By Dana Tyler

ROSLYN HARBOR, NY (CBS 2) — Long Island’s North Shore is home to a museum that brings the wilderness and world-class art together in one place. 

You can enjoy a long walk as well as see a gallery exhibition like this summer’s Richard Avedon photography show at the Nassau County Museum of Art.

The sprawling green lawns and woodlands were owned by poet and preservationist William Cullen Bryant in the mid-1800’s. A century later, the Georgian-style mansion was home to the nature-loving Frick family. 

A perfect setting to celebrate nature and culture, the estate became the Nassau County Museum of Art in 1969.

“It’s very prestigious place to show,” said museum director Karl Willers who says here, you’ll find a unique museum experience. “We have both beautiful galleries inside the Ogden mansion as well as 144-acre sculpture park and wilderness reserve. It’s a beautiful spot for people to spend the afternoon.”

This summer’s main gallery exhibition features more than 50 photographs by renowned photographer Richard Avedon. Born in 1923, the Bronx native is credited with redefining portraiture.

“Richard Avendon’s one of the most influential photographers of the late 20th century,” said Willers. “He brought to fashion photography and commercial photography a certain ease and  elegance not seen before.”

One of Avedon’s most famous photos has a Dior-draped Dovema surrounded by elephants in 1955.

“Avedon would place models in unique circumstances,” said Willers.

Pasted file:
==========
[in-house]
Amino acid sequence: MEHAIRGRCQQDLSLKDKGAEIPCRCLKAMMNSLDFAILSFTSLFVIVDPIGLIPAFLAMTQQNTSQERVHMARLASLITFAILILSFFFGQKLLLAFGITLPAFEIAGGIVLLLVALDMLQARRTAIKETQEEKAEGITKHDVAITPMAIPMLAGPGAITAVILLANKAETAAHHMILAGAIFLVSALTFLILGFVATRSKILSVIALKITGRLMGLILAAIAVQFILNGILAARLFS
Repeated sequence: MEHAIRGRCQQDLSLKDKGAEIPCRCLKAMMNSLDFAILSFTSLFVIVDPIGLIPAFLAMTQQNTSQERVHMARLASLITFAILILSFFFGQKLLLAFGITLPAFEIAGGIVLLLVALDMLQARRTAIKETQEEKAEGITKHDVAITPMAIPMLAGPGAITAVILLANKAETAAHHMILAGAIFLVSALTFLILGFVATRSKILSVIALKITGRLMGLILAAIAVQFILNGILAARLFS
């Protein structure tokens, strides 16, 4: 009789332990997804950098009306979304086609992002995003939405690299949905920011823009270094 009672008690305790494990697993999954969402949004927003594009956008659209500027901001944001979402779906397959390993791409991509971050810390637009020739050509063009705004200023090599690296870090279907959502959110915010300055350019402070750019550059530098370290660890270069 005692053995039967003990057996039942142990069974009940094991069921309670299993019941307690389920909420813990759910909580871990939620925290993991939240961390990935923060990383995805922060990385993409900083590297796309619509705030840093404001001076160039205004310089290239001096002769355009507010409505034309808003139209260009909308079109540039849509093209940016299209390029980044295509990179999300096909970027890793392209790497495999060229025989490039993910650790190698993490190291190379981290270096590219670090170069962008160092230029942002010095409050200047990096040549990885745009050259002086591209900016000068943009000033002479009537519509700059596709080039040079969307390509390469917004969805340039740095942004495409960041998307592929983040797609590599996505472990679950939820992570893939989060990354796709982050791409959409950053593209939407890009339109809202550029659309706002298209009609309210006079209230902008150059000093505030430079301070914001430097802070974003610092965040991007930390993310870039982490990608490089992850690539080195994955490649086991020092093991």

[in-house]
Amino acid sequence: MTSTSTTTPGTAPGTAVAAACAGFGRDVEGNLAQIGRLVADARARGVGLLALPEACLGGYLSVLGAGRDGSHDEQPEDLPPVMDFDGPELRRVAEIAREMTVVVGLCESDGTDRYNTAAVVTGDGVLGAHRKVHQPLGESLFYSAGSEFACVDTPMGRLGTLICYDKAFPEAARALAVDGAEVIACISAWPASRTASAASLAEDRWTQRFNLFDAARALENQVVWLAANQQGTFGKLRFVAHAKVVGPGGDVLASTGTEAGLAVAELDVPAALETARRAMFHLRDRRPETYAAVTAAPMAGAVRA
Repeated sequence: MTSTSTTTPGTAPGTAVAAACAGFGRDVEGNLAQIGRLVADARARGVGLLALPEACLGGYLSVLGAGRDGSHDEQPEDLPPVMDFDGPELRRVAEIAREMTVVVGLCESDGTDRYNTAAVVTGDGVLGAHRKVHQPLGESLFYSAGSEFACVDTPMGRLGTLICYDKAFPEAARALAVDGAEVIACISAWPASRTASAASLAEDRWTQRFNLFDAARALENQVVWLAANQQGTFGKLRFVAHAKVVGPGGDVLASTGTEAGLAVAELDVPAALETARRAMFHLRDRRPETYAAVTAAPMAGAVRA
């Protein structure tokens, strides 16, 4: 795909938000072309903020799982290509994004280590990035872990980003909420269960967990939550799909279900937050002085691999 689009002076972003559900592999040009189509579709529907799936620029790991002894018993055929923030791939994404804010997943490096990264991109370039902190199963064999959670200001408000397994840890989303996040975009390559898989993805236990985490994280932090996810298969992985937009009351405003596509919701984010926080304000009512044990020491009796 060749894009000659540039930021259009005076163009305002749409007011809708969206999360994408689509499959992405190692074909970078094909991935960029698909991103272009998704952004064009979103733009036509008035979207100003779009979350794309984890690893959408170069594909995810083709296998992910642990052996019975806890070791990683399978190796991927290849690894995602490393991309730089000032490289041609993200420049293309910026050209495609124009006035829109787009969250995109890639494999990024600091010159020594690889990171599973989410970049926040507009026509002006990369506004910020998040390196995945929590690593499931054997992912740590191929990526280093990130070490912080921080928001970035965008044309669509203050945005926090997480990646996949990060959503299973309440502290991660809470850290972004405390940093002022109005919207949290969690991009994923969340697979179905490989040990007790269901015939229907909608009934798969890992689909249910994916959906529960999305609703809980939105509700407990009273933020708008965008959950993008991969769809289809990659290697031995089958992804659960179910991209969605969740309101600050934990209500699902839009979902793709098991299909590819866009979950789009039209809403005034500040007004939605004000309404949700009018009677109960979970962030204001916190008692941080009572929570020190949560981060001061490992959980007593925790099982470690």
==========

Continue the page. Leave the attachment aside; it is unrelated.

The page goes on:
Avedon was a staff photographer with Harper’s Bazzar and later with Vogue magazine.  A master of black and white, he could also capture up-close, spontaneous, unexpected images from well-trained subjects including the duke and dutchess of Windsor.

Willers says Avedon was not satisfied with the look he was getting and the story goes during the photo session, Avedon remembered they were dog lovers. 

“He mentioned he was not himself today because his taxi cab driver said he had hit a dog. The Windsors made a face as if you just did how sad and that’s the portrait they got,” said Willers. 

Revealing portraits of the well-known, willing to be natural or even vulnerable subjects just for the chance to be photographed by Richard Avedon.  The full face or the contrast in fashion, the full body. 

“This is a particular series of photographs of fashion like his portraiture he’s isolated  the fashion and the model against a very blank background, but instead injected a huge sense of movement, a swirling sense of the way clothes and bodies move,” said Willers.

Avdedon once called photography a double-sided mirror, reflecting his subjects and himself. 

The final gallery features photos from his 1980’s series, “In the American West” and includes a self-portrait.

Avedon died at age 81 in 2004.  

The exhibit “Richard Avedon: Photographer of Influence” is the Nassau County Museum of Art through September 4. For more information, visit

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